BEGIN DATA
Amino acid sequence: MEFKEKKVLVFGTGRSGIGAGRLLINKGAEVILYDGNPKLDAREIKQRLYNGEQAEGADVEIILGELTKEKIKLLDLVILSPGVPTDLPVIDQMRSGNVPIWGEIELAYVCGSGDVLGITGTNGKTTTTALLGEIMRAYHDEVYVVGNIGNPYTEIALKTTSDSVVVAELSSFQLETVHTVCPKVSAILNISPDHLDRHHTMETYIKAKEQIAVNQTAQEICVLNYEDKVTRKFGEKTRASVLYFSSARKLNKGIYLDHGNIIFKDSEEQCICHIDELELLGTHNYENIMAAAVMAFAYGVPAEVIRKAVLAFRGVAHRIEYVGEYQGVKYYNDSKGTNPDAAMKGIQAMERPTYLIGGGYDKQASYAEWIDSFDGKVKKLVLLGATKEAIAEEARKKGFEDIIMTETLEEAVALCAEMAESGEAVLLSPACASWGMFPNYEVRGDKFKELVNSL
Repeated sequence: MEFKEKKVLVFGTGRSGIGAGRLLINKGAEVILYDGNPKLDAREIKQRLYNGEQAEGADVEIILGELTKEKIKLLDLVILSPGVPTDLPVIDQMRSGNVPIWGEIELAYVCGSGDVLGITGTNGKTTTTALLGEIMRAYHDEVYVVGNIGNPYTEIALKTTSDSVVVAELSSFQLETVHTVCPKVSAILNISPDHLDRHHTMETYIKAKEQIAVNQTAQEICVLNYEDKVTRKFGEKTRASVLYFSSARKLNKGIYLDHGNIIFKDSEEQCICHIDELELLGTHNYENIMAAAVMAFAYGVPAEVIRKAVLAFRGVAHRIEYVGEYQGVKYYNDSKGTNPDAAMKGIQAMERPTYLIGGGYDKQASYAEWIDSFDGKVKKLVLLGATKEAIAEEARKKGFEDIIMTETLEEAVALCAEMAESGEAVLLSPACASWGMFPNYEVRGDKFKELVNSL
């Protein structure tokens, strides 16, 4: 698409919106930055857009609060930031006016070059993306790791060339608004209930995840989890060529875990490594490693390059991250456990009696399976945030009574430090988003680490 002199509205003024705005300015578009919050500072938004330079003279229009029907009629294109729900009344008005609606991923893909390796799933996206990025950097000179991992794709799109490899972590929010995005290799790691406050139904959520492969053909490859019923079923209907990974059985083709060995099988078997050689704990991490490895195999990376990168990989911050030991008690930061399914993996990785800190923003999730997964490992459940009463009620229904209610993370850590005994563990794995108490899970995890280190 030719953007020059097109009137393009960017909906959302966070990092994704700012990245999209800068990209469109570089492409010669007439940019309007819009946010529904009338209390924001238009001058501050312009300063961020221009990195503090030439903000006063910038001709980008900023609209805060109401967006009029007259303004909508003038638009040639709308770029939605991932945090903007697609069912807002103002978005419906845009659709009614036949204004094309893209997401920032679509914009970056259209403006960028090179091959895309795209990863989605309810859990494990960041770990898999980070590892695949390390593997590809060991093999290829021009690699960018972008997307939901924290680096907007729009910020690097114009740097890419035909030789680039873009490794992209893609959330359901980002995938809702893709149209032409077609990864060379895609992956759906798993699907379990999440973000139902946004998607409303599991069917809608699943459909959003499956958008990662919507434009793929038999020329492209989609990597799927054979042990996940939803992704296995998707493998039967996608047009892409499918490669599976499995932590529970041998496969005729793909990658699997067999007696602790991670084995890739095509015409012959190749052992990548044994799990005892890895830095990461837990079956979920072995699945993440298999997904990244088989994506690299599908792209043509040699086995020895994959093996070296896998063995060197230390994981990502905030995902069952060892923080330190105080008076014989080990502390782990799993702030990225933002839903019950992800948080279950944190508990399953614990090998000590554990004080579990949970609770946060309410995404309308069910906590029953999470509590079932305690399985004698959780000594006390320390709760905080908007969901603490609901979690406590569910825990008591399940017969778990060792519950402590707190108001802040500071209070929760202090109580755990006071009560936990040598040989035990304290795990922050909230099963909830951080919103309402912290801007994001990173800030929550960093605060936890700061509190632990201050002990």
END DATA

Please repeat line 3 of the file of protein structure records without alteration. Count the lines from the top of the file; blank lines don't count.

């Protein structure tokens, strides 16, 4: 698409919106930055857009609060930031006016070059993306790791060339608004209930995840989890060529875990490594490693390059991250456990009696399976945030009574430090988003680490 002199509205003024705005300015578009919050500072938004330079003279229009029907009629294109729900009344008005609606991923893909390796799933996206990025950097000179991992794709799109490899972590929010995005290799790691406050139904959520492969053909490859019923079923209907990974059985083709060995099988078997050689704990991490490895195999990376990168990989911050030991008690930061399914993996990785800190923003999730997964490992459940009463009620229904209610993370850590005994563990794995108490899970995890280190 030719953007020059097109009137393009960017909906959302966070990092994704700012990245999209800068990209469109570089492409010669007439940019309007819009946010529904009338209390924001238009001058501050312009300063961020221009990195503090030439903000006063910038001709980008900023609209805060109401967006009029007259303004909508003038638009040639709308770029939605991932945090903007697609069912807002103002978005419906845009659709009614036949204004094309893209997401920032679509914009970056259209403006960028090179091959895309795209990863989605309810859990494990960041770990898999980070590892695949390390593997590809060991093999290829021009690699960018972008997307939901924290680096907007729009910020690097114009740097890419035909030789680039873009490794992209893609959330359901980002995938809702893709149209032409077609990864060379895609992956759906798993699907379990999440973000139902946004998607409303599991069917809608699943459909959003499956958008990662919507434009793929038999020329492209989609990597799927054979042990996940939803992704296995998707493998039967996608047009892409499918490669599976499995932590529970041998496969005729793909990658699997067999007696602790991670084995890739095509015409012959190749052992990548044994799990005892890895830095990461837990079956979920072995699945993440298999997904990244088989994506690299599908792209043509040699086995020895994959093996070296896998063995060197230390994981990502905030995902069952060892923080330190105080008076014989080990502390782990799993702030990225933002839903019950992800948080279950944190508990399953614990090998000590554990004080579990949970609770946060309410995404309308069910906590029953999470509590079932305690399985004698959780000594006390320390709760905080908007969901603490609901979690406590569910825990008591399940017969778990060792519950402590707190108001802040500071209070929760202090109580755990006071009560936990040598040989035990304290795990922050909230099963909830951080919103309402912290801007994001990173800030929550960093605060936890700061509190632990201050002990």